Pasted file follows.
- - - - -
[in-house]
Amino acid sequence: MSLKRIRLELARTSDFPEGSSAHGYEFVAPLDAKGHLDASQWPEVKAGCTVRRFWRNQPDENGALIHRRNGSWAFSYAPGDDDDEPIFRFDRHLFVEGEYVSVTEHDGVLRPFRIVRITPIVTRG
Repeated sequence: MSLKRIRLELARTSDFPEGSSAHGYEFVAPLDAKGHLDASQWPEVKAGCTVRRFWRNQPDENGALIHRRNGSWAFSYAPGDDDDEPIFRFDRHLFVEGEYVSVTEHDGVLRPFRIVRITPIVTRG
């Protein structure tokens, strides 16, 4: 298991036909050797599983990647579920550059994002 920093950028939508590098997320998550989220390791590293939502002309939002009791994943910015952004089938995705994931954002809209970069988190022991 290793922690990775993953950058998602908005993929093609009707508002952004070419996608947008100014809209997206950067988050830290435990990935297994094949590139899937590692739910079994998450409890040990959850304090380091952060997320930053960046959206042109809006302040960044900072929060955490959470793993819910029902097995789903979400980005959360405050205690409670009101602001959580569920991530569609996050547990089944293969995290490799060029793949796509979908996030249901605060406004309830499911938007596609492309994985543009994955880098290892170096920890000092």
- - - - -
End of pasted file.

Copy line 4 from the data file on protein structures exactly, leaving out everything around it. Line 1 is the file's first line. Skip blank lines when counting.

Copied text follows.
């Protein structure tokens, strides 16, 4: 298991036909050797599983990647579920550059994002 920093950028939508590098997320998550989220390791590293939502002309939002009791994943910015952004089938995705994931954002809209970069988190022991 290793922690990775993953950058998602908005993929093609009707508002952004070419996608947008100014809209997206950067988050830290435990990935297994094949590139899937590692739910079994998450409890040990959850304090380091952060997320930053960046959206042109809006302040960044900072929060955490959470793993819910029902097995789903979400980005959360405050205690409670009101602001959580569920991530569609996050547990089944293969995290490799060029793949796509979908996030249901605060406004309830499911938007596609492309994985543009994955880098290892170096920890000092």